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Mike..I think if we ever met, we would like each other alot because we share some basic common thought processes...I think the big difference in professional sports today is what I would like to call the "ESPN syndrome" meaning if there was ESPN back in the day, all of the "faults" of those athletes of yesterday would have been brought under the intense scrutiny that today's athletes are held to...there was an unwritten agreement between the sports writers and the owners about keeping such things out of the "light", where today, due to ratings that would never exist

But a jerk is a jerk , a racist is a racist, regardless of what era the player was a part of...and an athlete of great courage and ability regardless of the era they played in will stand out

Point in case..the Brooklyn Dodgers Jackie Robinson and Pee Wee Reese...Pee Wee volunter to room with Jackie in the height of the 50's and because of his courage they became life long friends and an example of what is right with sports

I also say we should not hold sports hero's up as role models..they are human and like all humans have faults...

Blueliner..life long Cubs fan You have my deepest sympathy
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Old August 11th, 2007, 01:01 PM
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Quote:
Originally Posted by venice
Blueliner..life long Cubs fan You have my deepest sympathy
...and as a lifelong Red Sox fan, I'd like a bit of that sympathy as well. Yeah, so they won it all in '04 (with the help of the Yankees). But how about all those 65 years (1939-2004) that I had to wait as I entered puberty and way beyond? It was in '39 that I got my first look at Fenway, Ted Williams, Jimmy Foxx, Bobby Doerr, Johnny Pesky, et al. And that was when my "waiting period" began.

But then, it has been an even longer period of suspense for all those faithful Cubs fans. :evil: Guess I shouldn't complain! Your turn will come, Cubbies, and it could even be this year (if Lou P. has his way). Look how well he did with the Devil Rays!

Until I spoiled it, this was a very interesting thread. Carry on if you will, and try to forgive my lapse into Beantown fantasies. You've all made some impressively valid points on topic.

Jack 8)
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Old August 11th, 2007, 02:45 PM
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Jack..you get Zero..I repeat Zero sympathy from me I am a born and bred New Yorker and a Yankee fan and I was on the Zuiderdam the week that the "Soxs" beat the Yankees...when we boarded on Sunday everything was" right" with the world and then all hell broke loose..Anyone that did not live in New York all of a sudden became Red Sox fans and to say it was a hostile Yankee fan ship is putting it mildly

I actually grew up in Litchfield County in CT and the area was Red Sox area, but the town also produced Steve Blass who was a pitcher for the Pittsburgh Pirates during the 60's so I was more of a national league type kid anyway and always hated the Red Sox

but you did not disrupt the thread you gave us comic relief about the Red Soxs
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Old August 11th, 2007, 05:25 PM
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Blueliner..Santo is not in the Hall of Fame already ? Why not ? Also, were not Ferguson Jenkins and Ron Santo teammates for a number of years ? Did Jenkins make it into the Hall ?, I can't remember and now that I think about it, I did not see either bust in the Hall when I went back in the 90's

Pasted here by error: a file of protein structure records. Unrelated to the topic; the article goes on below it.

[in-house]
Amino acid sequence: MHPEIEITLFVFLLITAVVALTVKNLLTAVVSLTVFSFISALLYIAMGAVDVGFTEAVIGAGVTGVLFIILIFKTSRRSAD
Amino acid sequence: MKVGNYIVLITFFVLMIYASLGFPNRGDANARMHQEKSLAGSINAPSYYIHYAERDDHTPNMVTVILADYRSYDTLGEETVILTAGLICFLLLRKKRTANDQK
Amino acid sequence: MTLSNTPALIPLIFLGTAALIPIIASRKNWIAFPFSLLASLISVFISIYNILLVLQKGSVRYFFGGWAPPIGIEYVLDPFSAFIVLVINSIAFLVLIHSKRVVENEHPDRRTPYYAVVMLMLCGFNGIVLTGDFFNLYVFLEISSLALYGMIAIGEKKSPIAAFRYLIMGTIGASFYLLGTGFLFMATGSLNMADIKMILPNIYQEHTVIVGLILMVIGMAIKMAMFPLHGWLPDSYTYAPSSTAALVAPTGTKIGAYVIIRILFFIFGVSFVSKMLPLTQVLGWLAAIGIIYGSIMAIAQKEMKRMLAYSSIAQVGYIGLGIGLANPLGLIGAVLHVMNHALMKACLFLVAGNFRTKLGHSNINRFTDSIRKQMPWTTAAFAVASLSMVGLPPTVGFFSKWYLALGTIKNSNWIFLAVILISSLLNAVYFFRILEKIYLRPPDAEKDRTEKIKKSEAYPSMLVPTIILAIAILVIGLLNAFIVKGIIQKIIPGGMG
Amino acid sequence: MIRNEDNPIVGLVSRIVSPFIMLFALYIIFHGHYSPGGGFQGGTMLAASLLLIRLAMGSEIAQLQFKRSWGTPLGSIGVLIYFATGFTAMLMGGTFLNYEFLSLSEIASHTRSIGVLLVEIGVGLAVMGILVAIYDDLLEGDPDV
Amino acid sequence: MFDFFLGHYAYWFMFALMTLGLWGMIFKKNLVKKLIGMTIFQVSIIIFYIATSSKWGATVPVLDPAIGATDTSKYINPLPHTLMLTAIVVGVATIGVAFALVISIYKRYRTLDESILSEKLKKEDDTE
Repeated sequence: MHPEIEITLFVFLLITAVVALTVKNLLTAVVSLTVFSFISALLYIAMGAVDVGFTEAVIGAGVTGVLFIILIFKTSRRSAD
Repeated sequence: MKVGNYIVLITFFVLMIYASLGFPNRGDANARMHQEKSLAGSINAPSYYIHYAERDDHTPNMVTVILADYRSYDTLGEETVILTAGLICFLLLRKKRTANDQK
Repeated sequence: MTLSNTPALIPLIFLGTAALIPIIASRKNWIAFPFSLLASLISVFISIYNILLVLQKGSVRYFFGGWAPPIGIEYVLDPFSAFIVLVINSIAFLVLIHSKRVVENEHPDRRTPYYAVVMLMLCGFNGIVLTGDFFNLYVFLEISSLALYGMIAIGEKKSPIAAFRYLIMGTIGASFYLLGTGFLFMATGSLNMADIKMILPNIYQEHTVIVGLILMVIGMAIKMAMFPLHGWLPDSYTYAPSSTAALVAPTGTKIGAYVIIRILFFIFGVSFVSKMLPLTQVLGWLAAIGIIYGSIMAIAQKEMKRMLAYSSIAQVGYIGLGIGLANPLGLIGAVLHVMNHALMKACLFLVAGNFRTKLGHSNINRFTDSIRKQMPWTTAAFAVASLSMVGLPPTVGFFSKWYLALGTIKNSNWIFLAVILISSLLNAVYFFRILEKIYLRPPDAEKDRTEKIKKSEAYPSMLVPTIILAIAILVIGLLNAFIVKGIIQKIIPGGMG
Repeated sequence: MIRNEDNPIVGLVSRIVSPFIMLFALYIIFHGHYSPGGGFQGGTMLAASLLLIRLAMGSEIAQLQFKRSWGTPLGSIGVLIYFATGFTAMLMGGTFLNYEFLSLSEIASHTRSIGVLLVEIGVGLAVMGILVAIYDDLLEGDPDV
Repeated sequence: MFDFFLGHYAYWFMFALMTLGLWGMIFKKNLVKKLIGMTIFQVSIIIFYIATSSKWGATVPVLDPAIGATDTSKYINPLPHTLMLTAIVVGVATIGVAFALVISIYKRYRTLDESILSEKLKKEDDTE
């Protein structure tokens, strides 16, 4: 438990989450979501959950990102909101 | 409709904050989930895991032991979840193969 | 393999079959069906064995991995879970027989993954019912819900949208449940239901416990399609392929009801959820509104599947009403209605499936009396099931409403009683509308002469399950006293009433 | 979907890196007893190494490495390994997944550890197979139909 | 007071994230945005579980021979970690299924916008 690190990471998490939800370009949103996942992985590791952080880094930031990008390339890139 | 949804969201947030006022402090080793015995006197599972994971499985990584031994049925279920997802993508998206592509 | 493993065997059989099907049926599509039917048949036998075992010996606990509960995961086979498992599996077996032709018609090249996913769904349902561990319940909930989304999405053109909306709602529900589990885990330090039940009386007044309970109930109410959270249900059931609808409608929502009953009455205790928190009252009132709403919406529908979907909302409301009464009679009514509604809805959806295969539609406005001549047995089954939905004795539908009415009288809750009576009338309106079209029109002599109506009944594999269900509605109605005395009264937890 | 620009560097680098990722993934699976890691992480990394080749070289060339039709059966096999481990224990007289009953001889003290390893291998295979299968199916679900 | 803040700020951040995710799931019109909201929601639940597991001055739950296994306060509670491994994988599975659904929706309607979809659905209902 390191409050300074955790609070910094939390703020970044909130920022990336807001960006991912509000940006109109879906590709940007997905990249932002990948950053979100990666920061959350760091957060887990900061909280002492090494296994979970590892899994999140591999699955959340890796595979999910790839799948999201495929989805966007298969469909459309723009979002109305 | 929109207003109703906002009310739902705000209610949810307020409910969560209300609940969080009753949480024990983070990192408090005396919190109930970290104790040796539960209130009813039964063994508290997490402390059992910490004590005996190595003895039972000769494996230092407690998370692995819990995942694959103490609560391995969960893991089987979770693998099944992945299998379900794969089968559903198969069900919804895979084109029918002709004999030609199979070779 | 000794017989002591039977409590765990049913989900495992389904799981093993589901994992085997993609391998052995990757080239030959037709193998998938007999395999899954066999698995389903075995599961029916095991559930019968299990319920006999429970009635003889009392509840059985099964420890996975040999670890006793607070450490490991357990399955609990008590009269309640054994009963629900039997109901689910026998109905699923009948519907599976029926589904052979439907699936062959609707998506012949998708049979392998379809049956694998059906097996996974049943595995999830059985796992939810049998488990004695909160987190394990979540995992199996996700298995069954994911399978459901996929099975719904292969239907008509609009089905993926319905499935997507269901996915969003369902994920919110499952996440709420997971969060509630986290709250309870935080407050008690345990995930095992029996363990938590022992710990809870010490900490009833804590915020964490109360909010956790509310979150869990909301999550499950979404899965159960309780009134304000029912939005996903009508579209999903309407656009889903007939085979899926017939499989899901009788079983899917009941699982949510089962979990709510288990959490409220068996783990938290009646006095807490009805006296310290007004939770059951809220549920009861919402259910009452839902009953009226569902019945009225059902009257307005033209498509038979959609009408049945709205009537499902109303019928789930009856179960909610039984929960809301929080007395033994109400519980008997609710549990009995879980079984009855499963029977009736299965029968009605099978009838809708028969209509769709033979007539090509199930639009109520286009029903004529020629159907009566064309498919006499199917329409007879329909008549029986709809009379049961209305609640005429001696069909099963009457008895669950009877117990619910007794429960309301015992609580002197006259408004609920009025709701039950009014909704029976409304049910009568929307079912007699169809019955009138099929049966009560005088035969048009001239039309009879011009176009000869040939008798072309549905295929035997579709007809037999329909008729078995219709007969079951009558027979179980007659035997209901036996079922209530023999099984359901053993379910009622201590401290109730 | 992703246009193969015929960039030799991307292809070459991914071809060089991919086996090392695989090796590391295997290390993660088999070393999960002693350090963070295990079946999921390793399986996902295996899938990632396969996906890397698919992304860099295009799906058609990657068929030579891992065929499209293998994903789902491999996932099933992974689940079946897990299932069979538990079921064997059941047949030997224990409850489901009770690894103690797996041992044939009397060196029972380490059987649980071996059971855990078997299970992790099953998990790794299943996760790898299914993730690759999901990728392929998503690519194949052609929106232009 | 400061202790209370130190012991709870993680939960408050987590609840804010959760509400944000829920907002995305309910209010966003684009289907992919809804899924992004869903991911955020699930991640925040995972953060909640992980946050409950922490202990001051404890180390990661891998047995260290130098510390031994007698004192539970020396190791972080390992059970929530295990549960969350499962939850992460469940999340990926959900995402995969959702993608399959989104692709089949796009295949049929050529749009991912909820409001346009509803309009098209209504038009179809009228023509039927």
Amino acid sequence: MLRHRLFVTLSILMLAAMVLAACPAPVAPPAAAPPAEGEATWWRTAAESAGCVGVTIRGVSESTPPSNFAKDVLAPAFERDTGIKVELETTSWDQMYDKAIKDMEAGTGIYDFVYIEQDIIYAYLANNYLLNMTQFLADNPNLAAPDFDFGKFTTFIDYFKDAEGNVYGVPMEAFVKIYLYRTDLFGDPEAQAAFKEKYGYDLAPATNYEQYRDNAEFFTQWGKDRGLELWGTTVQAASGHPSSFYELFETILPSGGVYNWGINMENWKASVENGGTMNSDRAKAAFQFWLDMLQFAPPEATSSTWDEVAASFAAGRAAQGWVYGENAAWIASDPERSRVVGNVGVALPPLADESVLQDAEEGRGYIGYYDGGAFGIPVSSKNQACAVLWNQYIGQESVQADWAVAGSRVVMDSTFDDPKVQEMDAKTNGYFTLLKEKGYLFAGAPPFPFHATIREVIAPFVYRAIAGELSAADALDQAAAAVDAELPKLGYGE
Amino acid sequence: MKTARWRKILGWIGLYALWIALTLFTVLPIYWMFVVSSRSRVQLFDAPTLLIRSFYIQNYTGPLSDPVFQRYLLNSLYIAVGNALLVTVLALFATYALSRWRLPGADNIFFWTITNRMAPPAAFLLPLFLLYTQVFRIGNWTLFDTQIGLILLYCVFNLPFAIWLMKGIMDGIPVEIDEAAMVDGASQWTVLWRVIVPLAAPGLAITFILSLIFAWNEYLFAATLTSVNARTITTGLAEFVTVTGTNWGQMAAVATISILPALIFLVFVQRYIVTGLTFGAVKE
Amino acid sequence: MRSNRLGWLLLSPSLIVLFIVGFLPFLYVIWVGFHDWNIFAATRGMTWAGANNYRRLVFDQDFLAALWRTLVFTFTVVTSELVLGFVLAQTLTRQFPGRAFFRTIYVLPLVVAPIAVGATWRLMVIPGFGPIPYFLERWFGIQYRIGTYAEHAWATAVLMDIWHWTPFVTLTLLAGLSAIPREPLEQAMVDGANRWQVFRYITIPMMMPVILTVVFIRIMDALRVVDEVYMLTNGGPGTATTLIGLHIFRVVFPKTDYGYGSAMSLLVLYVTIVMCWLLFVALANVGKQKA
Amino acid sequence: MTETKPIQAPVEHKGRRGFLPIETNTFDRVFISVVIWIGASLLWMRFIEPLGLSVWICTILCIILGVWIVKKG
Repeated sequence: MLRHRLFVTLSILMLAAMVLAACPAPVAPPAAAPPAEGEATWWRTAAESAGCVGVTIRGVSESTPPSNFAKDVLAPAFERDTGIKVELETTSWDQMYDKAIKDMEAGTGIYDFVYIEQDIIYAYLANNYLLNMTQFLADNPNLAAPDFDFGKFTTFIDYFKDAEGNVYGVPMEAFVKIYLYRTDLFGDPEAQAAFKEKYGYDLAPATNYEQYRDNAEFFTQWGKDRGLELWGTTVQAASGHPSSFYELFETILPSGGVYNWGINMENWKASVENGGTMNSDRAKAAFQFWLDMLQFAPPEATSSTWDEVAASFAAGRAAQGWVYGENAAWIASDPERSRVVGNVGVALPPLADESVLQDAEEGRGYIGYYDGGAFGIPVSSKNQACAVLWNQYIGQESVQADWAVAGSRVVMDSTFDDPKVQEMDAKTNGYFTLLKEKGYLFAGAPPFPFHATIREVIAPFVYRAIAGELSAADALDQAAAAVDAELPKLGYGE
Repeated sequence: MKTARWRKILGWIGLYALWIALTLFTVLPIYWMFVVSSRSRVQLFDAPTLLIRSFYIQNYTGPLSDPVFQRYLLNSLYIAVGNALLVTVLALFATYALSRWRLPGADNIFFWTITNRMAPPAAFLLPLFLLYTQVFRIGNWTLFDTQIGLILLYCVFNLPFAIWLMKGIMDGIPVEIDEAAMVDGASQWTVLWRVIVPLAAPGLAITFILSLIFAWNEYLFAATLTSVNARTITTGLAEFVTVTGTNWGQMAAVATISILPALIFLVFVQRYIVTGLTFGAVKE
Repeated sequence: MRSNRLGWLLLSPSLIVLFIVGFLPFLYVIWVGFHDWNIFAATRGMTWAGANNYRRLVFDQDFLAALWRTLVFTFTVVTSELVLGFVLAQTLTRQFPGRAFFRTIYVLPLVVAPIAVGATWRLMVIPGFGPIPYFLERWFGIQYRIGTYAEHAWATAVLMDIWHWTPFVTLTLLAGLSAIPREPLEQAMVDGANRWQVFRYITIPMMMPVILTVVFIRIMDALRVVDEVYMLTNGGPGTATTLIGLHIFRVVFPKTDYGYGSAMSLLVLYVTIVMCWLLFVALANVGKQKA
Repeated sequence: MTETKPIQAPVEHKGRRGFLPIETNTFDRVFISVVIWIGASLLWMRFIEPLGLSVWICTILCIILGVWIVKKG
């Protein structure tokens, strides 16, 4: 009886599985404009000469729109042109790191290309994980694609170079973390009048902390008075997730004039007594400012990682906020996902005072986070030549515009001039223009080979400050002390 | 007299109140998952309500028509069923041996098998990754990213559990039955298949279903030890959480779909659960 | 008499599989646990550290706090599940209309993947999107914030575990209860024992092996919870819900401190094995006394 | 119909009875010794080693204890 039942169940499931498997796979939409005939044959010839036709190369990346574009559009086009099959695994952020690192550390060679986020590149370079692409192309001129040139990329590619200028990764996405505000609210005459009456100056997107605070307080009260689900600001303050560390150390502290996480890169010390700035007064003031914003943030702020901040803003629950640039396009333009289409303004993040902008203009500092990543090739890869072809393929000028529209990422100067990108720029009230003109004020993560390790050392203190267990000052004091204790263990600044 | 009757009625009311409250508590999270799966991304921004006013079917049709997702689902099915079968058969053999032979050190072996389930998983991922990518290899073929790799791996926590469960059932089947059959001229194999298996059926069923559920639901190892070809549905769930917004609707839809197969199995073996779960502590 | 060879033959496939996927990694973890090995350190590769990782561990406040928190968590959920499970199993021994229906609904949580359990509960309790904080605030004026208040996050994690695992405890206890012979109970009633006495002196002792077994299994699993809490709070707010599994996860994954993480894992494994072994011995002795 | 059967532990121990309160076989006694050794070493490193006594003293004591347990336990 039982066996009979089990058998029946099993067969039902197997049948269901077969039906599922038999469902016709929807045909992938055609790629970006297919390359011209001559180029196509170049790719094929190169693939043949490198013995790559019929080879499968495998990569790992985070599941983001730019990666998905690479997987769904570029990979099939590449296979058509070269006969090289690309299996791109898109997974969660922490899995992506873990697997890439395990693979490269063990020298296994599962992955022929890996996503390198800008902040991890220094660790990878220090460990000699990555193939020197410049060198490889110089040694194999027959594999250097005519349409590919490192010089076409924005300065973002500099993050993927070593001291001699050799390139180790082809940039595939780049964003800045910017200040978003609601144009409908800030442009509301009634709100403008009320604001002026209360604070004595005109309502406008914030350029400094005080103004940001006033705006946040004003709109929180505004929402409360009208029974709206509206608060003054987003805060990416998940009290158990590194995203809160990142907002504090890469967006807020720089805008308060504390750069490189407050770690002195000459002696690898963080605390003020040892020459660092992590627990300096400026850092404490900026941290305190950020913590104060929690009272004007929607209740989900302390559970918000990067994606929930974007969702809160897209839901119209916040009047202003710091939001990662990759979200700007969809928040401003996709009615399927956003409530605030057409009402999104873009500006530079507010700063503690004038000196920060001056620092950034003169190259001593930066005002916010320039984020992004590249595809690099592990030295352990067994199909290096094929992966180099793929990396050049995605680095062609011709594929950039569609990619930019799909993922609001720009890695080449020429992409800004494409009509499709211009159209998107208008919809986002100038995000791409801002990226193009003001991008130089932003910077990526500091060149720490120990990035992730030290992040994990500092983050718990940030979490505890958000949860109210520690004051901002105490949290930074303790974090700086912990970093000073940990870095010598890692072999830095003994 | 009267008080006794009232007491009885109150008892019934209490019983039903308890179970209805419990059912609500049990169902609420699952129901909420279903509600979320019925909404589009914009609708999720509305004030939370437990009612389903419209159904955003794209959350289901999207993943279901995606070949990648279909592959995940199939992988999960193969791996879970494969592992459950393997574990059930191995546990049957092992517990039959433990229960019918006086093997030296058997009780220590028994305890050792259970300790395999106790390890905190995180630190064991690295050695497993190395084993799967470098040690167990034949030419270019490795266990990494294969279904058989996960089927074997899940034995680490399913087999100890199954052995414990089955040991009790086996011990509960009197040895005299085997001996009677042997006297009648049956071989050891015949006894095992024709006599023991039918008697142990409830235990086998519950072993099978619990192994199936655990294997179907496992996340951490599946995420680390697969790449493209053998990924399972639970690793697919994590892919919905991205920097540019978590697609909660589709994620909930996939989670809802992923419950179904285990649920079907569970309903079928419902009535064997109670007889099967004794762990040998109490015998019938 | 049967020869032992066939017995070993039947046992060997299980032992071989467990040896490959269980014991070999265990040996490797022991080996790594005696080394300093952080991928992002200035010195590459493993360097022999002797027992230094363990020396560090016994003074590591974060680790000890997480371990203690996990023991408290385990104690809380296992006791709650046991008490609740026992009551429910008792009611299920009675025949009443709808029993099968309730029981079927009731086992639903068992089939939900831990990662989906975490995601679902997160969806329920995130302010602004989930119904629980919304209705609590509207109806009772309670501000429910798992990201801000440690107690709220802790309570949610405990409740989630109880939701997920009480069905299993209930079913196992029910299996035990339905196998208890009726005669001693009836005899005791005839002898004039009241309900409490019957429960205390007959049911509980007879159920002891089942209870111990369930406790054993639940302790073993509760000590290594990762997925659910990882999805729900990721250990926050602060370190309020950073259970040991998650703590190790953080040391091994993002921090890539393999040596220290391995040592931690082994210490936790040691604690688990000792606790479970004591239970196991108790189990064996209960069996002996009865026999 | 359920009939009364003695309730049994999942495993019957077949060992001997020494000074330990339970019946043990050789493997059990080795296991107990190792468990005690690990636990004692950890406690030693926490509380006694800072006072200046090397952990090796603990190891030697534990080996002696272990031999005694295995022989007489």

I always loved to watch Fergie pitch on TV, but my all time favorite starting rotation was with the Mets in the 60's...Tom Seaver, Jerry Kossman, Gary Gentry, Nolan Ryan...I really loved the pitching duels when they went up against Juan Marichal, Bob Gibson, Fergie Jenkins etc

Don't have great pitching duels like that anymore
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Old August 11th, 2007, 10:24 PM
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Originally Posted by venice
Blueliner..Santo is not in the Hall of Fame already ? Why not ? Also, were not Ferguson Jenkins and Ron Santo teammates for a number of years ? Did Jenkins make it into the Hall ?, I can't remember and now that I think about it, I did not see either bust in the Hall when I went back in the 90's


I always loved to watch Fergie pitch on TV, but my all time favorite starting rotation was with the Mets in the 60's...Tom Seaver, Jerry Kossman, Gary Gentry, Nolan Ryan...I really loved the pitching duels when they went up against Juan Marichal, Bob Gibson, Fergie Jenkins etc

Don't have great pitching duels like that anymore
Fergie Jenkins was inducted into the Hall of Fame in 1991 with 284 career wins. He pitched for the Cubs from 1966 - 1973 and was a team mate of Ron Santo. Fergie also finished his career with the Cubs in 1982 - 1983. Fergie holds the distinction of being the first Canadian MLB player to ever be inducted into the Hall of Fame. Other team mates of that era that are in the Hall include Ernie Banks and Billy Williams.

Ron Santo has been passed over for the Hall of Fame for many years because he never reached any of the career milestones that the baseball writers use to make their votes for induction, like 3,000 hits, 500 home runs, or 300 pitching wins. While Ron Santo was a regular winner of the gold glove at 3rd base, an all-star team pick every year and was one of the best clutch hitters in baseball in his era, sports writers from outside the Chicago area never felt he deserved their vote. His career stats will rank up there with any other Hall of Famer, but he never had the one big stat he needed to make the writers take notice. His only chance now is the veterans committee.
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Old August 12th, 2007, 12:20 AM
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Did you see the tapes of Bonds' rookie year that they were running on ESPN? Jeez Louise. He looked like the runt of the litter.
Perhaps, but remember, steoids weren't prohibited by MLB until 2002. If they truly enhance performance and weren't banned at the time, you can't blame players for using them.

Cheers, Aidan